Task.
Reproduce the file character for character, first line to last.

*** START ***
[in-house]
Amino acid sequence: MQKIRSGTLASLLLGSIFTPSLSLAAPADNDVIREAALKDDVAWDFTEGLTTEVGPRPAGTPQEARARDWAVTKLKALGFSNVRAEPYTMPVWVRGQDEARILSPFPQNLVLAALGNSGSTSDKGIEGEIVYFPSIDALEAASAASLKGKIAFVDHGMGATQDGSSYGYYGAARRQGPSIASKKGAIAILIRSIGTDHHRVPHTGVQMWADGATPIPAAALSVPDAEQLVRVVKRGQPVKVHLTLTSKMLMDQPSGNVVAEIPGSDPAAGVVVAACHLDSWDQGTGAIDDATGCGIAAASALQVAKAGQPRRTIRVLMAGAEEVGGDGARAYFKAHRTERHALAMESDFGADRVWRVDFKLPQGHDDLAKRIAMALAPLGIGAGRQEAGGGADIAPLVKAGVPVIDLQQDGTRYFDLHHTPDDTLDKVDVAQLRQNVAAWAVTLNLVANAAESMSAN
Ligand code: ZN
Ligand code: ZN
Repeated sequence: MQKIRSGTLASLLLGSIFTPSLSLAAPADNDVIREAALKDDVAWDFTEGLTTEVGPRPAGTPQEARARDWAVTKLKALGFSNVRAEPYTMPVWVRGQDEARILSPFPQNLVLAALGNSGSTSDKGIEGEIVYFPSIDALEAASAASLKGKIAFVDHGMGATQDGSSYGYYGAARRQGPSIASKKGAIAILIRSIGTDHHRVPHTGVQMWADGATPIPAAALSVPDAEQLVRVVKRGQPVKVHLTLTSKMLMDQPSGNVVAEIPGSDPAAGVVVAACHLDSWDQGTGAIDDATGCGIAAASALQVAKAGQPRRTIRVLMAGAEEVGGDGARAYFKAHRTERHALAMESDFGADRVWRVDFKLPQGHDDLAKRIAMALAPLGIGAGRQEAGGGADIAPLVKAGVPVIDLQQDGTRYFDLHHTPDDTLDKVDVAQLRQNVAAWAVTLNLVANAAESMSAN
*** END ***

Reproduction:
[in-house]
Amino acid sequence: MQKIRSGTLASLLLGSIFTPSLSLAAPADNDVIREAALKDDVAWDFTEGLTTEVGPRPAGTPQEARARDWAVTKLKALGFSNVRAEPYTMPVWVRGQDEARILSPFPQNLVLAALGNSGSTSDKGIEGEIVYFPSIDALEAASAASLKGKIAFVDHGMGATQDGSSYGYYGAARRQGPSIASKKGAIAILIRSIGTDHHRVPHTGVQMWADGATPIPAAALSVPDAEQLVRVVKRGQPVKVHLTLTSKMLMDQPSGNVVAEIPGSDPAAGVVVAACHLDSWDQGTGAIDDATGCGIAAASALQVAKAGQPRRTIRVLMAGAEEVGGDGARAYFKAHRTERHALAMESDFGADRVWRVDFKLPQGHDDLAKRIAMALAPLGIGAGRQEAGGGADIAPLVKAGVPVIDLQQDGTRYFDLHHTPDDTLDKVDVAQLRQNVAAWAVTLNLVANAAESMSAN
Ligand code: ZN
Ligand code: ZN
Repeated sequence: MQKIRSGTLASLLLGSIFTPSLSLAAPADNDVIREAALKDDVAWDFTEGLTTEVGPRPAGTPQEARARDWAVTKLKALGFSNVRAEPYTMPVWVRGQDEARILSPFPQNLVLAALGNSGSTSDKGIEGEIVYFPSIDALEAASAASLKGKIAFVDHGMGATQDGSSYGYYGAARRQGPSIASKKGAIAILIRSIGTDHHRVPHTGVQMWADGATPIPAAALSVPDAEQLVRVVKRGQPVKVHLTLTSKMLMDQPSGNVVAEIPGSDPAAGVVVAACHLDSWDQGTGAIDDATGCGIAAASALQVAKAGQPRRTIRVLMAGAEEVGGDGARAYFKAHRTERHALAMESDFGADRVWRVDFKLPQGHDDLAKRIAMALAPLGIGAGRQEAGGGADIAPLVKAGVPVIDLQQDGTRYFDLHHTPDDTLDKVDVAQLRQNVAAWAVTLNLVANAAESMSAN